The week was filled with great food, as we took Mom to all of our favorite eateries. She had both traditional Spanish food and our favorite 'foreign' food, such as tacos, pizza, and Ecuadorian food. There was also our favorite café, where we had my specially made tea (black tea with milk, honey, cinnamon, chocolate...not so much tea as liquid dessert) and homemade cheesecake with blackberry preserves. One day I'll write on all of our favorite restaurants around town. 
     Our last big trip was to Segovia, which I had gone to in the Fall and enjoyed. Both Katie and Mom wanted to see the Roman aqueduct and surrounding area. What I hadn't done on my first trip was visit the Royal Palace of La Granja de San Ildefonso, just a short bus ride from Segovia, and which was formally the summer residence of Spanish kings, dating back to Philip V. First, we visited Segovia's enormous cathedral, and then walked out of the city walls to see the Church of La Vera Cruz, constructed by the Knight's Templar in the 13th century. When I had tried to visit last time, it was closed, but this time we found it open and went in. It was simple, sparse, and well-built. 

(La Iglesia de la Vera Cruz)

(Inside the church)

     Afterward, we walked up a hill for a view of the castle, then down and around and back up to the city for some lunch. 

(The girls, the castle)

(Lunch in Segovia)

     After lunch we caught the bus to La Granja. This palace is supposed to have awesome gardens, and we thought that they might be in bloom since Madrid had flowered. However, we did not account for the difference in elevation, and found the gardens still very sparse. The trees in front of the palace, however, were worth the trip alone. There was an enormous giant sequoia, 115ft tall and planted in 1877.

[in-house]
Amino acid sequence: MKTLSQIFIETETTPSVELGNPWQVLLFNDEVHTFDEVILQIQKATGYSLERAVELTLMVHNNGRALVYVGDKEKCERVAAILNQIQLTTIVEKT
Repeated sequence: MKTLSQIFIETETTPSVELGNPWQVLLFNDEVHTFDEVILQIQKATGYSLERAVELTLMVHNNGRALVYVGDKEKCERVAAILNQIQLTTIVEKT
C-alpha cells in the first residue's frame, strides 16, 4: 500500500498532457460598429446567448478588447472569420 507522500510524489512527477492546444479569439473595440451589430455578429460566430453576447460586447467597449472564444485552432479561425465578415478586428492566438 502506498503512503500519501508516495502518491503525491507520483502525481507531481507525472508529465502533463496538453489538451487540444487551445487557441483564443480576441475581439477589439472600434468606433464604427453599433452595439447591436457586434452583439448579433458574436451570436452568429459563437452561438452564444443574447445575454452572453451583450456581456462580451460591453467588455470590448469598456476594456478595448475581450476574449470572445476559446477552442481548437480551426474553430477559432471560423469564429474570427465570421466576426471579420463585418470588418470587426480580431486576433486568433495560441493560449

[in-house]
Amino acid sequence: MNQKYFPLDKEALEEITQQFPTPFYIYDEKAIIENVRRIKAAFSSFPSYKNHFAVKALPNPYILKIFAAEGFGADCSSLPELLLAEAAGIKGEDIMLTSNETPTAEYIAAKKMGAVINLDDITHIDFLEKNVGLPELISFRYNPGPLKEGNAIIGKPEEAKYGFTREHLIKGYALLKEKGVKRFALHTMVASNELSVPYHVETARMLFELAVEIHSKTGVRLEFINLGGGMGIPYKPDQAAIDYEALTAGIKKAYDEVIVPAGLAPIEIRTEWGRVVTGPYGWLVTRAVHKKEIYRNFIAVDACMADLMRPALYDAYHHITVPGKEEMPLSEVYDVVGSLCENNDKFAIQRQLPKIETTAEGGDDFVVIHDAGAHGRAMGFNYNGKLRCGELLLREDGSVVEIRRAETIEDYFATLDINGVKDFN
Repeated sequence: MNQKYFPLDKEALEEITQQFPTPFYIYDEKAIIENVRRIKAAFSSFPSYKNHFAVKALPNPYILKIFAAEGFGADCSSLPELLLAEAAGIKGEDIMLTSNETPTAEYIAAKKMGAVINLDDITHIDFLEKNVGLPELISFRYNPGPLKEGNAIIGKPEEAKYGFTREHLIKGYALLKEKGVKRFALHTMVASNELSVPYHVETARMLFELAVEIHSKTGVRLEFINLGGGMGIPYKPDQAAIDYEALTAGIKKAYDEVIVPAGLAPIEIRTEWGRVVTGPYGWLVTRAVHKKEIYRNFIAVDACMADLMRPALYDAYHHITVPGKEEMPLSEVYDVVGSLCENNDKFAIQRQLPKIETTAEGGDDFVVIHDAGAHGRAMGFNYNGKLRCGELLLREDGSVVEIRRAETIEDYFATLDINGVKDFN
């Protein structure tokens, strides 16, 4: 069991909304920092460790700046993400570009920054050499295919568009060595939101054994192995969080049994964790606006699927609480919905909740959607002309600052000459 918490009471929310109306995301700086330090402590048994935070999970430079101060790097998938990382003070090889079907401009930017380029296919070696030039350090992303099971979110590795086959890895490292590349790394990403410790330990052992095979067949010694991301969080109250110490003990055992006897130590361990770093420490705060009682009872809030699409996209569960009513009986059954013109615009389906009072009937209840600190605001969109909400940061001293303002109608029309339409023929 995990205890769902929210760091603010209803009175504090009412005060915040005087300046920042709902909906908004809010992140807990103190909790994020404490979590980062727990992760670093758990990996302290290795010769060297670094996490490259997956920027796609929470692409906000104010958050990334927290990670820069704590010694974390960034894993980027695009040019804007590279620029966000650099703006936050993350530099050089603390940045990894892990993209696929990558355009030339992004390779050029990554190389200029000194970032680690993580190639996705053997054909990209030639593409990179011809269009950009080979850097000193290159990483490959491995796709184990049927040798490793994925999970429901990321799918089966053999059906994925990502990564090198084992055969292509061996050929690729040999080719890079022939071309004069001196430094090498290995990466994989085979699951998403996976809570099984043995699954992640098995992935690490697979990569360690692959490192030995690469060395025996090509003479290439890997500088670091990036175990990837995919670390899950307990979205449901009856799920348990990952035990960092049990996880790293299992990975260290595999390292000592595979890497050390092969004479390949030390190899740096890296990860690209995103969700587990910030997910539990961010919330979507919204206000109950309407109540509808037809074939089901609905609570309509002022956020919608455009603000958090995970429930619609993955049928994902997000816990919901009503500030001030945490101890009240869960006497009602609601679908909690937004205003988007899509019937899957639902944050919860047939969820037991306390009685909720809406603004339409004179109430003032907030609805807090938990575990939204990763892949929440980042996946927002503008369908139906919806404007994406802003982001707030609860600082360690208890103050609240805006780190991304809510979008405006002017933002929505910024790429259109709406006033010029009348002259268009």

(Trees, the palace— the giant sequoia to obstructed to the right, detail below)

(Giant Sequoia) 

(A view from behind the palace)

     After walking around the gardens and the small town, we took the bus back to Segovia to spend some quality time at the aqueduct before leaving for Madrid. 

     After nine days, Mom unfortunately had to go back home. We had the best time ever with her! She brought the good weather with her and took it back when she left. Madrid didn't see another good week for a month, and it's just now getting nice again. We hope she comes back soon (and brings Dad and Ben along too)!

Saturday, May 18, 2013

Mom's Visit, Part 1: Extremadura

(First photo in Spain: Mom, Don Quixote, Sancho Panza, and I)

     A few weeks ago, my wonderful mom visited me in Spain! We had an incredible time. A couple of hours after she arrived, we were in a car driving to Extremadura (the region west of Madrid). Cecilia, the music teacher at my school, had invited us to visit her childhood home in Aldeanueva de la Vera with her family for the weekend. So after a quick two and a half hour drive, we were in a different world.

(View of Aldeanueva de la Vera)